Fifty Ways to Teach Teenagers: Tips for ESL/EFL Teachers

Wayzgoose Press
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Teaching English as a second or foreign language is full of challenges: How do you hold students’ attention? How do you ensure that they get enough practice to really learn? Teaching teenagers presents unique challenges. Teachers are often looking for age- and level-appropriate activities to engage teens’ interest while providing meaningful practice. This book presents ideas and techniques appropriate for teenagers, divided into sections for Icebreakers / Warm-ups, Vocabulary Revision, Grammar, Reading, Writing, Speaking, and Listening. Several of the activities are illustrated with photographs from the instructor’s own classroom.

The Fifty Ways to Teach series gives you a variety of drills, games, techniques, methods, and ideas to help your students learn English. Many require little to no preparation or special materials. The ideas can be used with any textbook, or without a textbook at all. These short, practical guides aim to make your teaching life easier, and your students’ lives more rewarding and successful.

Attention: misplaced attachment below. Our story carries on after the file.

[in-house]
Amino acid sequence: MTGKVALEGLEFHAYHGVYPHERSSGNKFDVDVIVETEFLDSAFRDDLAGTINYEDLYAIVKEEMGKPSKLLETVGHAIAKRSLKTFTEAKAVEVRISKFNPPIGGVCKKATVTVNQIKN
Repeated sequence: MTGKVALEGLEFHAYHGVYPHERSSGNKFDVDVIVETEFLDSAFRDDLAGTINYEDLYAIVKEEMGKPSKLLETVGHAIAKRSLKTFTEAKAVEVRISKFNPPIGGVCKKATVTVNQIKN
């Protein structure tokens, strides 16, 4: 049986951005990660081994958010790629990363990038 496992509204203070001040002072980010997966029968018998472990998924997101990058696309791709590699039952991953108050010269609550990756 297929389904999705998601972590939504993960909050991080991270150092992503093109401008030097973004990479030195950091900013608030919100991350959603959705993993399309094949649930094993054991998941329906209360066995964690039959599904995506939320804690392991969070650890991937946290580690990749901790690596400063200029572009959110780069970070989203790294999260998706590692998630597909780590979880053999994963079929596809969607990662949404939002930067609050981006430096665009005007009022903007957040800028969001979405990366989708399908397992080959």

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About the author

Jo Cummins has been an ELT teacher since 2004. She has taught teenagers and adults from all over the world while working in Ecuador, the UK, and Australia. She is also an author of ELT materials, focusing on teenagers. She has a BA in English Literature and an MA in the Teaching and Practice of Creative Writing from the University of Wales, Cardiff. She is particularly interested in using creative writing in class, and writes a blog on this topic at http://creativitiesefl.wordpress.com/.         

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Additional Information

Publisher
Wayzgoose Press
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Published on
May 13, 2016
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Pages
113
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Language
English
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Genres
Education / Bilingual Education
Education / Secondary
Education / Teaching Methods & Materials / General
Foreign Language Study / English as a Second Language
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Content Protection
This content is DRM protected.